Even though Don Draper is really helping America Drink better, there are a few dozen big name bartenders around America right now fiercely fighting to restore the Old Fashioned cocktail from the insipid trends that have beset it. And I find myself joyfully making more Old Fashioneds everyday. But what the Old Fashioned’s renaissance has truly accomplished is pressing the, “reset button,” on 200 years of cocktail culture.
The beauty of this drink, and why it will save tending bar is that the pedestrian ingredients highlight the chosen spirit, technique and craft. If the rules of Kung Fu were applied to mixology, master would have grasshopper make 1,000 Old Fashioneds before grasshopper was ever allowed to freshen the mixed nuts. On the surface, the Old Fashioned is the simplest cocktail: an aged spirit of your choice, sugar, bitters, garnish. This is the very definition of “cocktail” from its first published definition in The Balance Columbian Repository in 1806. This simplest of cocktails is the perfect template for understanding the nuances of flavor and the pitfalls of bad technique. The balance between the three (base, sugar and bitter) is the recipe for the Martini, the Manhattan and all of the booze based classics. For the sake of brevity, trust me in that others will rant at great length on the evils of chemical cherries and topping with soda. For example, I would, but I have an editor. Catharsis be damned, I only have time to explain the correct way here. Trust that the only reasonable variation of the recipe is whether or not the drink is to be served on the rocks, the answer: ask first.
- 2 oz Any aged spirit*
- .5 oz Simple Syrup**
- 2 dashes Angostura Bitters** *
- Orange zest, and a cherry, but only if you have the good stuff
- Stir over ice and strain into a chilled glass or over fresh ice
Step one: Chill a cocktail glass. Do not pour a cold drink into a warm glass. You will be undoing all of the tedium I shall tender next.
Step two: Fill a mixing glass top the top with ice. Two points here, more ice dilutes booze less and that is why you never skimp on ice, ice is cheap, booze is costly.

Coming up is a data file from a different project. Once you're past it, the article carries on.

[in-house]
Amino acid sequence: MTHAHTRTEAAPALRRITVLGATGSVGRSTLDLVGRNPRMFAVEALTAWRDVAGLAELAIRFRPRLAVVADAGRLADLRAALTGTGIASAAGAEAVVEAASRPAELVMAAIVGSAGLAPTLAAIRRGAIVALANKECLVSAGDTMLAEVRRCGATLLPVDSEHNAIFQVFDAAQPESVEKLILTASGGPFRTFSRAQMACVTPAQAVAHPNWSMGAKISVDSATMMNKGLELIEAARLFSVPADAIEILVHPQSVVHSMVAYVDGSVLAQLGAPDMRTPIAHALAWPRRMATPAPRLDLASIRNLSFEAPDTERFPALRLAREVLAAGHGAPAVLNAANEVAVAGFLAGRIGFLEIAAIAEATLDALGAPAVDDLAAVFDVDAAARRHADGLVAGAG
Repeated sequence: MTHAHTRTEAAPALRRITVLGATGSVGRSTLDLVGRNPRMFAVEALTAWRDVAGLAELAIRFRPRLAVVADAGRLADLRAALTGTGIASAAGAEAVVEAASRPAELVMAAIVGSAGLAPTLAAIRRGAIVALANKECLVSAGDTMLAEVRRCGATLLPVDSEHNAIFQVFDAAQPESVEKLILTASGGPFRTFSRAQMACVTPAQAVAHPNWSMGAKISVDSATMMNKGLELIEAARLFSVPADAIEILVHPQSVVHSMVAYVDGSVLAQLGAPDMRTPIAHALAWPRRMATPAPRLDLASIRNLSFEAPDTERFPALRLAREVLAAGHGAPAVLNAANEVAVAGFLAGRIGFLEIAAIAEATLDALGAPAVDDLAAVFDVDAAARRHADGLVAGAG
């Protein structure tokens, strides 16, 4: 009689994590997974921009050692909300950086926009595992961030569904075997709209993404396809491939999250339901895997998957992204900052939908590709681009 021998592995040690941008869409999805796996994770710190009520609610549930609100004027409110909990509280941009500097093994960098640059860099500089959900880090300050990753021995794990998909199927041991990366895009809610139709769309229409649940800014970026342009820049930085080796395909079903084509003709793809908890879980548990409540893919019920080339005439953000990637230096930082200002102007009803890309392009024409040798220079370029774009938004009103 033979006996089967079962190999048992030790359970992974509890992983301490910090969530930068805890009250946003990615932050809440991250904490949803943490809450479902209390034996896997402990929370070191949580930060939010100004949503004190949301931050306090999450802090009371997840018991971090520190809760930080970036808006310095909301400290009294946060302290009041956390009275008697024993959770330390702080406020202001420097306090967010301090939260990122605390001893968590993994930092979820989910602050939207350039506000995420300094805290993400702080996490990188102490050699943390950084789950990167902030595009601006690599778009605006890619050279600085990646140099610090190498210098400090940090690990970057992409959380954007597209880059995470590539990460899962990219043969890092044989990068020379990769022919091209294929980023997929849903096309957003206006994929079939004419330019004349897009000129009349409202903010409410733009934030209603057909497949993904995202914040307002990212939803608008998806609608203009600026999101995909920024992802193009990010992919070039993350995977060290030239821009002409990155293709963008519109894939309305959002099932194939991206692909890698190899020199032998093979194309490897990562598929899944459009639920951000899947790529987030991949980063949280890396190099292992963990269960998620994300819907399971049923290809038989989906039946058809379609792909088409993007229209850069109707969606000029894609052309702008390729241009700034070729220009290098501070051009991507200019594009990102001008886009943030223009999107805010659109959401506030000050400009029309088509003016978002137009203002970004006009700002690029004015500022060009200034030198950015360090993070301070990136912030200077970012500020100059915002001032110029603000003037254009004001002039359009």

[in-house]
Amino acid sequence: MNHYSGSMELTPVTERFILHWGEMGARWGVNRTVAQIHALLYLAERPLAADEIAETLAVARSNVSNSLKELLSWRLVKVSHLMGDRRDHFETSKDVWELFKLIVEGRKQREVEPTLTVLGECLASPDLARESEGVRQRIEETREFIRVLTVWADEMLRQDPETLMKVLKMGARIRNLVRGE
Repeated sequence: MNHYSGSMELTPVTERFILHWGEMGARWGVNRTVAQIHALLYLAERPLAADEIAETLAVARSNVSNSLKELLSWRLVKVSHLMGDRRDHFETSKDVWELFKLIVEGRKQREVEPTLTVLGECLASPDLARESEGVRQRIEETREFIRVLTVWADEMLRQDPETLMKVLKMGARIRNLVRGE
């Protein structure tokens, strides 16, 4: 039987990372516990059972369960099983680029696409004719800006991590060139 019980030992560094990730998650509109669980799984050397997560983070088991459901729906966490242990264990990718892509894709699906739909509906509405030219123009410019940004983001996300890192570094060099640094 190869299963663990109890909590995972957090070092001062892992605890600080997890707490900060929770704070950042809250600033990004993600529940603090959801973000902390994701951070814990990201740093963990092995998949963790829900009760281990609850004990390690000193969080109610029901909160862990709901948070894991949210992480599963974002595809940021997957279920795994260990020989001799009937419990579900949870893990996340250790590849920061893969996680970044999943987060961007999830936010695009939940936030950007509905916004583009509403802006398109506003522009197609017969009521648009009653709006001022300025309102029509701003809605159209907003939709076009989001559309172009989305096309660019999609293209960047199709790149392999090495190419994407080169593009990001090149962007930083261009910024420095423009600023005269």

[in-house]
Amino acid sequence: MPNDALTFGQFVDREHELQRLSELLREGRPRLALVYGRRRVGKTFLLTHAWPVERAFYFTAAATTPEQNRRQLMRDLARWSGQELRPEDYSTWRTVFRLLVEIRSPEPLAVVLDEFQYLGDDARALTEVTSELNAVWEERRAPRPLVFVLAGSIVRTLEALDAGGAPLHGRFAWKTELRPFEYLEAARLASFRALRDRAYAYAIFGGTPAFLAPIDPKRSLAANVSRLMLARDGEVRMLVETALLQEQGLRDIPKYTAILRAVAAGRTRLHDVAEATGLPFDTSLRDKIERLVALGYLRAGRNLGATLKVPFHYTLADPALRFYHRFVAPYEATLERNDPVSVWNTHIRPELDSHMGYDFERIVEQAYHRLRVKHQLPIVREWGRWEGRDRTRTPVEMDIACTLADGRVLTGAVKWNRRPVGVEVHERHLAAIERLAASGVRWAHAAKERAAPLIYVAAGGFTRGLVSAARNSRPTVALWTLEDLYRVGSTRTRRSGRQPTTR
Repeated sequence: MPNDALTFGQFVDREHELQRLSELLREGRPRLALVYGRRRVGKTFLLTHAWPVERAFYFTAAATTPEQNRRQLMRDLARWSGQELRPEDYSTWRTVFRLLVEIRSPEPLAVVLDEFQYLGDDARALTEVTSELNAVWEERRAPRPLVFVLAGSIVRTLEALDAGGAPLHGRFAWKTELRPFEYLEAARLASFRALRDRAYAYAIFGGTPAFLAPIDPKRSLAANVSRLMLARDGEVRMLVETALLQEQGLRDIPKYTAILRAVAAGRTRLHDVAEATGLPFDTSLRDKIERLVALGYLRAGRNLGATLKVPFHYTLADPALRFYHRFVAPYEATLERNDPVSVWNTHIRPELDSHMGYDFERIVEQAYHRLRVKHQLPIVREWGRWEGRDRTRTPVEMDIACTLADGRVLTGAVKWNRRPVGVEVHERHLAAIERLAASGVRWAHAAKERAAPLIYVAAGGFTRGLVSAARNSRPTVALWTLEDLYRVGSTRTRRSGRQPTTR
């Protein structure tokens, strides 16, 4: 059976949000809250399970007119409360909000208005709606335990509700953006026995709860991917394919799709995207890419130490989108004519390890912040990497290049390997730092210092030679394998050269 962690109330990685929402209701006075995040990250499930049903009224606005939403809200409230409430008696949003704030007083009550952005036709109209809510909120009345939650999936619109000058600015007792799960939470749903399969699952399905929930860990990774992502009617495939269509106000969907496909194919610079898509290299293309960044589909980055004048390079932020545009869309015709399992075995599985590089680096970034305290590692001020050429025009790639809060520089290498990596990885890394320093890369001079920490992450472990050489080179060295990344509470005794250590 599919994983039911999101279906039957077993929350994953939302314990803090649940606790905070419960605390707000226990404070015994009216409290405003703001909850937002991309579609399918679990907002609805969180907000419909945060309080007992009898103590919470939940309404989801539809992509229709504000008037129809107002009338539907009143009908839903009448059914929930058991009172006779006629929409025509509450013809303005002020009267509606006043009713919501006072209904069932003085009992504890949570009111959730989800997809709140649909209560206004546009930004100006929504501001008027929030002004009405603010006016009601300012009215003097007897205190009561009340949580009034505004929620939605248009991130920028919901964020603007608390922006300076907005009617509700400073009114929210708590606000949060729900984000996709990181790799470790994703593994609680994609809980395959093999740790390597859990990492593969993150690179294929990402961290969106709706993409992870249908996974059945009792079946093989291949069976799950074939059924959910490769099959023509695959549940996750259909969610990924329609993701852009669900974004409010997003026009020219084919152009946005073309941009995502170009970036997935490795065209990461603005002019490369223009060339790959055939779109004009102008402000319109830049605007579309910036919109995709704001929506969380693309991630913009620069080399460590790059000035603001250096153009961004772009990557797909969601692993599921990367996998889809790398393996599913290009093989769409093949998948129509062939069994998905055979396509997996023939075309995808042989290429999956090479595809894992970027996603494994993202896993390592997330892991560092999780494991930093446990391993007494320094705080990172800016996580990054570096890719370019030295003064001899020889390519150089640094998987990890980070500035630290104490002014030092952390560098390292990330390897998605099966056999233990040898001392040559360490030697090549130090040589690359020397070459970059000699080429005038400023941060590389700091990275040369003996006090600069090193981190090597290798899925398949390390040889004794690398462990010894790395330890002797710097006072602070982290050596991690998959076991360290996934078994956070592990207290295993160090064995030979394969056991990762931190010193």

Step three: Measure. If you don’t trust that all good cooks measure, ask a carpenter. Two parts booze to a half part sweet is more than enough. And don’t forget get the bitters. No bitters, no cocktail.
Step four: If a drink is all booze, no juice, it is stirred and not shaken. There are two exceptions, and I’m not going to tell them to you so you can know the rule before you break it.
Step five: Garnish with acidity. It is hard to determine the difference between, “ingredient,” and, “garnish,” and the Old Fashioned continues to blur that. The orange zest for the Old Fashioned must be done over the glass. The gentle mist of orange oils add acidity that lightens what is essentially a sugar mélange. Don’t believe this works? Hold that peel up to your eye and squeeze. When you are done cursing me as a mother fucker, you’ll see that there’s a lot of citric acid in that peel that lends an aroma to the cocktail. Only add a cherry if you have something less than neon and only if it is on a cocktail pick. I suggest Luxardo or Griotine cherries.
Too many details for one drink? Yes, but it’s the details that improve all cocktails.
*tell your bartender which you prefer, they all work
**the sugar cube doesn’t fully dissolve in booze, in this modern world we can move past the sugar cube
***or others if you have choices, try those, Angostura is the oldest most ubiquitous bitters, but many others offer new subtly